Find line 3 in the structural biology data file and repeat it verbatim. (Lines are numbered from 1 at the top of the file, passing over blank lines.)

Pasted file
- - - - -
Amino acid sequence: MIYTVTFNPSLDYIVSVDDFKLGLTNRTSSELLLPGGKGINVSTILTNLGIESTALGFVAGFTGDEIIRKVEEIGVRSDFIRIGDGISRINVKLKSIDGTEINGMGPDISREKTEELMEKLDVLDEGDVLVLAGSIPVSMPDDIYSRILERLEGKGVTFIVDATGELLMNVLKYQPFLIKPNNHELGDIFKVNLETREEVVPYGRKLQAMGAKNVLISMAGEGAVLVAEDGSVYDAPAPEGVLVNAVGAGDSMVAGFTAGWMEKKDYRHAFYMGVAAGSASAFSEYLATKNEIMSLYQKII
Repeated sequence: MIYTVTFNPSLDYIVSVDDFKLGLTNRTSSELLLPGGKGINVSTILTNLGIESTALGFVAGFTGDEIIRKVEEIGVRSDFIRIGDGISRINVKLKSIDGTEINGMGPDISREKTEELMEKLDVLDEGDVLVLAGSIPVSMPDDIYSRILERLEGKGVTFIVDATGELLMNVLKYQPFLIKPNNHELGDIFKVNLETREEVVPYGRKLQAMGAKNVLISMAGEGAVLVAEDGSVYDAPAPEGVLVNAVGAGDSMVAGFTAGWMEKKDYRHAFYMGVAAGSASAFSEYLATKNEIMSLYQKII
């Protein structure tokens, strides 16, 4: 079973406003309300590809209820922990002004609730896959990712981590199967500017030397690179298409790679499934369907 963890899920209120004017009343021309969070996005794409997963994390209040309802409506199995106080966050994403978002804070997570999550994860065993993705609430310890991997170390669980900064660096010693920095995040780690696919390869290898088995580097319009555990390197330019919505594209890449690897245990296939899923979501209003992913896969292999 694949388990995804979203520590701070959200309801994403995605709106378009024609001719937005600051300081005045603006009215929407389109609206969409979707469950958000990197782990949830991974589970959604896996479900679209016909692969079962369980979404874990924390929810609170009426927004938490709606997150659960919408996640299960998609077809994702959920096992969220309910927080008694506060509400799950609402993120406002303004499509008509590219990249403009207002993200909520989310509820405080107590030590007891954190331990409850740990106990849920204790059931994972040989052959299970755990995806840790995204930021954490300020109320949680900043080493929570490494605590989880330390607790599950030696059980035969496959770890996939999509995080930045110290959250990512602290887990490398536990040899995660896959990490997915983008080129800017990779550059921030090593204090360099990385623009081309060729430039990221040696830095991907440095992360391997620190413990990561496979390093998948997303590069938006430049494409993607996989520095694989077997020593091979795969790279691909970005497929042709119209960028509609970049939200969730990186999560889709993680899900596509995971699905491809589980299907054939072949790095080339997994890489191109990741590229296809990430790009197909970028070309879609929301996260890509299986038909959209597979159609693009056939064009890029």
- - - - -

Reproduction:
């Protein structure tokens, strides 16, 4: 079973406003309300590809209820922990002004609730896959990712981590199967500017030397690179298409790679499934369907 963890899920209120004017009343021309969070996005794409997963994390209040309802409506199995106080966050994403978002804070997570999550994860065993993705609430310890991997170390669980900064660096010693920095995040780690696919390869290898088995580097319009555990390197330019919505594209890449690897245990296939899923979501209003992913896969292999 694949388990995804979203520590701070959200309801994403995605709106378009024609001719937005600051300081005045603006009215929407389109609206969409979707469950958000990197782990949830991974589970959604896996479900679209016909692969079962369980979404874990924390929810609170009426927004938490709606997150659960919408996640299960998609077809994702959920096992969220309910927080008694506060509400799950609402993120406002303004499509008509590219990249403009207002993200909520989310509820405080107590030590007891954190331990409850740990106990849920204790059931994972040989052959299970755990995806840790995204930021954490300020109320949680900043080493929570490494605590989880330390607790599950030696059980035969496959770890996939999509995080930045110290959250990512602290887990490398536990040899995660896959990490997915983008080129800017990779550059921030090593204090360099990385623009081309060729430039990221040696830095991907440095992360391997620190413990990561496979390093998948997303590069938006430049494409993607996989520095694989077997020593091979795969790279691909970005497929042709119209960028509609970049939200969730990186999560889709993680899900596509995971699905491809589980299907054939072949790095080339997994890489191109990741590229296809990430790009197909970028070309879609929301996260890509299986038909959209597979159609693009056939064009890029």